House committee sends FDA budget to floor vote

Regulatory NewsRegulatory News | 23 June 2022 |  By 

The US House Appropriations Committee has sent the Food and Drug Administration’s FY2023 funding bill to the full House for a vote. It includes an amendment to stop Russian drugmakers from selling their products in the US to protest the war in Ukraine.
 
On 23 June, the House Appropriations Committee voted 31 to 26, down party lines, to forward a $27.2 billion agriculture budget bill which includes $3.66 billion for FDA in FY2023. (RELATED: House subcommittee moves FDA $3.6B budget forward, Regulatory Focus 15 June 2022)
 
“Within this total, there are several important investments, including increases to address the opioid crisis, and for ALS clinical trials, unannounced inspections of foreign drug manufacturing facilities, the safety of infant formula, and the Office of Minority Health,” agriculture subcommittee Chair Sanford Bishop (D-GA) noted.
 
During the budget hearing, Rep. Ken Calvert (R-CA) proposed an amendment that prohibits FDA from using the funding to review or approve premarket drug applications filed by Russian pharmaceutical companies. The amendment does however make an exception for novel drugs and those meant to address unmet needs.
 
“It's been reported that Russian pharmaceutical companies are seeking FDA approvals to access the US market," said Calvert. “There's no reason we should be providing Russian companies with new market access to our country.”
 
“The world has always benefitted when the United States chooses to lead and we must continue to stand for democracy and do everything we can to pressure the Russian regime to end its barbaric assault on Ukraine," he added.
 
Rep. Andy Harris (R-MD), agriculture subcommittee ranking member, supported the amendment noting the US already had a slew of sanctions levied against Russia due to its invasion of Ukraine.
 
“However, health companies, drugmakers, medical devices and health care equipment companies have largely been exempt from these sanctions,” he said. “This carefully worded amendment targets Russia's sophisticated home-grown pharma sector.”
 
Harris also added that the US should not depend on Russian medical products especially as it is trying to onshore manufacturing of such products in the US after facing supply chain challenges during the COVID-19 pandemic.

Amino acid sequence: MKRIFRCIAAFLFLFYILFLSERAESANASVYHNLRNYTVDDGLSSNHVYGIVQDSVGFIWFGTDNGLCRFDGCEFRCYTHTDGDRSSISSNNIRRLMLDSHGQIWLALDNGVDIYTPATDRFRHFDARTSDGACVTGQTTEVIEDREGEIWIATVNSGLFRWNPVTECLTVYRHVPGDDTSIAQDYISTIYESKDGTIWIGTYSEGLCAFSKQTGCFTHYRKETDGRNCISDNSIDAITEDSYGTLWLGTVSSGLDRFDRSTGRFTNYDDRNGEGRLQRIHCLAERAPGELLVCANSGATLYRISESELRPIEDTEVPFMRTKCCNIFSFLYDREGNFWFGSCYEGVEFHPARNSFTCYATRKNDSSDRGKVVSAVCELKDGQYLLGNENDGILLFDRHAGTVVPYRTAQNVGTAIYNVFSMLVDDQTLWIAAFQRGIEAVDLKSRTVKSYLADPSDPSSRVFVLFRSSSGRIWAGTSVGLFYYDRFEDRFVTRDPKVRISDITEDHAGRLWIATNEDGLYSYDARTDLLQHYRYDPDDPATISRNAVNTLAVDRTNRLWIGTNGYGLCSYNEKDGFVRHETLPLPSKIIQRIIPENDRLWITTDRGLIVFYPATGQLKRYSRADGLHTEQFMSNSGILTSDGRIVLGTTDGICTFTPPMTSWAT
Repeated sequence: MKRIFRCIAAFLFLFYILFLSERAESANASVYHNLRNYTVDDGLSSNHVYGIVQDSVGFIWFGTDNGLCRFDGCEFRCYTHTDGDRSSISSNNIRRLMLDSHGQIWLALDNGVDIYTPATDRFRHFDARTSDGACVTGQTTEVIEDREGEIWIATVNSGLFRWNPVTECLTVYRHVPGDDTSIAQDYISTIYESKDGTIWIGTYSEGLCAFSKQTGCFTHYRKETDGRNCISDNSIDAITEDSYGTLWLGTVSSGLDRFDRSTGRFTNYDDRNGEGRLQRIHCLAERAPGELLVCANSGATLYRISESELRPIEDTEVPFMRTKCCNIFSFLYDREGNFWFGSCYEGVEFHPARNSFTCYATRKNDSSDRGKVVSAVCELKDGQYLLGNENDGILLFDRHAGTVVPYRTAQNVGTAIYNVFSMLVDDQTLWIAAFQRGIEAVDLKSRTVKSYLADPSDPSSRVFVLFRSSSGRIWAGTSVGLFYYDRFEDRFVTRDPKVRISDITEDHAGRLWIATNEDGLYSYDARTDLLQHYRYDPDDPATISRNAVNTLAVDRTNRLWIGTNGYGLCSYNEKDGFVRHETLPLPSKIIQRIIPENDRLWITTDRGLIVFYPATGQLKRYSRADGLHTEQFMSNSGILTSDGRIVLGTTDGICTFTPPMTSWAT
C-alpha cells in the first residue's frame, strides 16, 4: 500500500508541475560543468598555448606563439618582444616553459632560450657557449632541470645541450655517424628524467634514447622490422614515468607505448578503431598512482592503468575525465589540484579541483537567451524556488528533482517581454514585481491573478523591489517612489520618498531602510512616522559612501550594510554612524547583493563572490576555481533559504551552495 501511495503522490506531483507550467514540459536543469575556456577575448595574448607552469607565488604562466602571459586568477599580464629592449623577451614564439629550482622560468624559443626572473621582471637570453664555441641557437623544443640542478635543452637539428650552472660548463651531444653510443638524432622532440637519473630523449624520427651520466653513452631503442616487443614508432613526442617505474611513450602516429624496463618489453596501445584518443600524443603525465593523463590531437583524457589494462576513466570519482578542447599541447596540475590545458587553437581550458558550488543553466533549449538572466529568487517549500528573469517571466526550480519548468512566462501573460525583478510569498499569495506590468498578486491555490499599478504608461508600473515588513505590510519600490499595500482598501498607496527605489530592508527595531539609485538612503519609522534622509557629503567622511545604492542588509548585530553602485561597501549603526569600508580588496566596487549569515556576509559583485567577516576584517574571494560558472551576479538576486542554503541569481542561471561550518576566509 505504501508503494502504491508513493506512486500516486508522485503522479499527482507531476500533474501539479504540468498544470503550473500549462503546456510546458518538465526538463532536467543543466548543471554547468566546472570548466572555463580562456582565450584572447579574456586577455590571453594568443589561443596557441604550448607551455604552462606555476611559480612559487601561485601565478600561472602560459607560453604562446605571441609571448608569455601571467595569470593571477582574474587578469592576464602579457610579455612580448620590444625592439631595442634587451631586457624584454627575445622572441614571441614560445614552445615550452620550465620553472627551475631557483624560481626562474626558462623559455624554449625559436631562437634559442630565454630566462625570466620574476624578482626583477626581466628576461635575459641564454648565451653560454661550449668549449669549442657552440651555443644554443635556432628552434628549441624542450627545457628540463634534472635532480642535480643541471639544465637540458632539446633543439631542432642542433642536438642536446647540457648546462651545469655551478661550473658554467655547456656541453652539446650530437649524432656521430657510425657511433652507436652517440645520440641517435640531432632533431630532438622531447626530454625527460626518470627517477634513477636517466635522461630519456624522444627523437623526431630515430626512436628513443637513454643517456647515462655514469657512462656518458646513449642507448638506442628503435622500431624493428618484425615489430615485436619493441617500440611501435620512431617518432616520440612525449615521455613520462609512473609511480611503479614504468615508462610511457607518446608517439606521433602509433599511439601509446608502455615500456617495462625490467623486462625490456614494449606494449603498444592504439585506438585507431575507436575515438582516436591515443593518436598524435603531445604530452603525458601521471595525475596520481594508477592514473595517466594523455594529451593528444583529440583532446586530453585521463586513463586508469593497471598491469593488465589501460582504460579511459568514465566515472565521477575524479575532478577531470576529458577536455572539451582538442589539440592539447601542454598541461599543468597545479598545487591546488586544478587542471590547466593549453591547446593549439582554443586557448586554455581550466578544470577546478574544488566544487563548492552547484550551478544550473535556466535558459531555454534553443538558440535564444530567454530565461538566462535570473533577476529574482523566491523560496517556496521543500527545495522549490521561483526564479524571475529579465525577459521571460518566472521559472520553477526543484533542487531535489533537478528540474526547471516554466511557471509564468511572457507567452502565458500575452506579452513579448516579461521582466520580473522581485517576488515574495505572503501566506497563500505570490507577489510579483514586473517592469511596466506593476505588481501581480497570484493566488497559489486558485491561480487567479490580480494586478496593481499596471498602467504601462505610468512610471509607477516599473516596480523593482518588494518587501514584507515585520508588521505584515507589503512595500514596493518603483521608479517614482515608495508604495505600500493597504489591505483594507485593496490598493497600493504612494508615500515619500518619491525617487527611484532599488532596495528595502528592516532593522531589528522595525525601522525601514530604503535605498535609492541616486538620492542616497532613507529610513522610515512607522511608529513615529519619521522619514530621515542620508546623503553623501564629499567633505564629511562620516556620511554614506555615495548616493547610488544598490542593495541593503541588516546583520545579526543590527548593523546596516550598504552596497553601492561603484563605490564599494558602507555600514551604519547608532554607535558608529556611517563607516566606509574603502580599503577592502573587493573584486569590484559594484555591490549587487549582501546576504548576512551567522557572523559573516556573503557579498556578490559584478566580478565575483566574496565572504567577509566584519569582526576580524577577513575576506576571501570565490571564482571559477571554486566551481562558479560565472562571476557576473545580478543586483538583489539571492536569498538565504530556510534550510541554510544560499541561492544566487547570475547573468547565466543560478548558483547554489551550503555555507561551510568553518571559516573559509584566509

Democrats, including Bishop, also supported the amendment. He and Committee Chair Rep. Rosa DeLauro (D-CT) however said they would like to continue working on the language of the amendment to avoid any unintended consequences. DeLauro noted that FDA does not track geographic location of drugs so implementing the amendment may be difficult.
 
Ultimately the amendment passed unanimously by voice vote.
 
Another topic that members on both sides of the aisle agreed on was that there were several failures by both regulators and industry that led to the current infant formula shortage. While lawmakers have repeatedly grilled FDA officials, including Commissioner Robert Califf, on the issue, many of them are unsatisfied with the agency’s response to investigate the issue and take actions to prevent a similar crisis in the future.
 
Rep. Jaime Herrera Beutler (R-WA) proposed an amendment to withhold 30% of the funding from the FDA ommissioner’s office until the agency provides details on the leadership failures leading up to the infant formula shortage and how the agency plans to correct its operations.
 
The shortage began under the leadership of former FDA Acting Commissioner Janet Woodcock, who many lawmakers have blamed for the crisis. So far, at least three infant deaths have been associated with formula produced by Abbott Nutrition’s Sturgis, MI facility.
 
Harris supported the amendment and noted that it would put a timeline on FDA to respond to the committee’s demand for answers by next summer when the agency would potentially face a budget shortfall if it doesn’t report back to Congress.
 
"That's all this amendment does, it asks for a report,” he said. “Oh my god, we ask for reports all the time. Again, the fiscal year doesn't start until October 1, and that withhold doesn't go into effect until next summer.”
 
Democrats, however, argued that the amendment would instead hamstring the agency and exacerbate the crisis by potentially forcing FDA to cut inspections.
 
DeLauro said the committee also needs to look at how market consolidation of infant formula has led to the current crisis and continued to advocate for a separate agency that specifically addresses food safety, or at minimum hiring a deputy commissioner for food safety. She also said that rather than getting FDA’s take on what happened, she wants to see a report from the Department of Health and Human Services (HHS) Office of Inspector General (OIG) on the matter. (RELATED: Califf uses budget hearing to advocate for resources, authority to monitor supply chains, Regulatory Focus 19 May 2022)
 
"I think the better answer is to get a third party who is above the fray who can give us the actual information and then let the chips fall where they may," said DeLauro.
 
"I don't disagree with what you're saying with regard to an [inspector general] investigation but we can't only look back,” said Herrera Beutler. “Yes, we need to figure out what went wrong but we also need to make sure that they have taken responsibility to change their actions and they're hiding, Ms. Woodcock is hiding from us."
 
The amendment ultimately failed with overwhelming opposition from Democrats.

 

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